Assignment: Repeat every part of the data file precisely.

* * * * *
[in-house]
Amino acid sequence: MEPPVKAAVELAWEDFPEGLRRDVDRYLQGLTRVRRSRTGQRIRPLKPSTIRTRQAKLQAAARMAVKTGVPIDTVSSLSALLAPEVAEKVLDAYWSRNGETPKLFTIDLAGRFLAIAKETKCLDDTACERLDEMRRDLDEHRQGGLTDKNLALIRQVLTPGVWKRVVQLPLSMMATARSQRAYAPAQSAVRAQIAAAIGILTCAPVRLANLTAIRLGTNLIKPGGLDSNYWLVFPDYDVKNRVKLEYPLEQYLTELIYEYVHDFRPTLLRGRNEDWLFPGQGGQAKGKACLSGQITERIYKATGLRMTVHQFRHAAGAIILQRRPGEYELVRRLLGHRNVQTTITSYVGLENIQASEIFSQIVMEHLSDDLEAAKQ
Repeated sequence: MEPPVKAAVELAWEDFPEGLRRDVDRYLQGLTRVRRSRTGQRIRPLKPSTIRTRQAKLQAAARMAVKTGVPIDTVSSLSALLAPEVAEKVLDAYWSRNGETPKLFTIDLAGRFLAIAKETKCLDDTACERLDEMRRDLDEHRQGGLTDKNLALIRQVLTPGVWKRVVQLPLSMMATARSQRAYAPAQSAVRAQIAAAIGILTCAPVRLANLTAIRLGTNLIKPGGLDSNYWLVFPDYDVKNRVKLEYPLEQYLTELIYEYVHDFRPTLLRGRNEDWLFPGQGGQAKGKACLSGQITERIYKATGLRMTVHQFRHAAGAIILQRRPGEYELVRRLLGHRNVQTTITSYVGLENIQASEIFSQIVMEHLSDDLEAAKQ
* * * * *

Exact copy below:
[in-house]
Amino acid sequence: MEPPVKAAVELAWEDFPEGLRRDVDRYLQGLTRVRRSRTGQRIRPLKPSTIRTRQAKLQAAARMAVKTGVPIDTVSSLSALLAPEVAEKVLDAYWSRNGETPKLFTIDLAGRFLAIAKETKCLDDTACERLDEMRRDLDEHRQGGLTDKNLALIRQVLTPGVWKRVVQLPLSMMATARSQRAYAPAQSAVRAQIAAAIGILTCAPVRLANLTAIRLGTNLIKPGGLDSNYWLVFPDYDVKNRVKLEYPLEQYLTELIYEYVHDFRPTLLRGRNEDWLFPGQGGQAKGKACLSGQITERIYKATGLRMTVHQFRHAAGAIILQRRPGEYELVRRLLGHRNVQTTITSYVGLENIQASEIFSQIVMEHLSDDLEAAKQ
Repeated sequence: MEPPVKAAVELAWEDFPEGLRRDVDRYLQGLTRVRRSRTGQRIRPLKPSTIRTRQAKLQAAARMAVKTGVPIDTVSSLSALLAPEVAEKVLDAYWSRNGETPKLFTIDLAGRFLAIAKETKCLDDTACERLDEMRRDLDEHRQGGLTDKNLALIRQVLTPGVWKRVVQLPLSMMATARSQRAYAPAQSAVRAQIAAAIGILTCAPVRLANLTAIRLGTNLIKPGGLDSNYWLVFPDYDVKNRVKLEYPLEQYLTELIYEYVHDFRPTLLRGRNEDWLFPGQGGQAKGKACLSGQITERIYKATGLRMTVHQFRHAAGAIILQRRPGEYELVRRLLGHRNVQTTITSYVGLENIQASEIFSQIVMEHLSDDLEAAKQ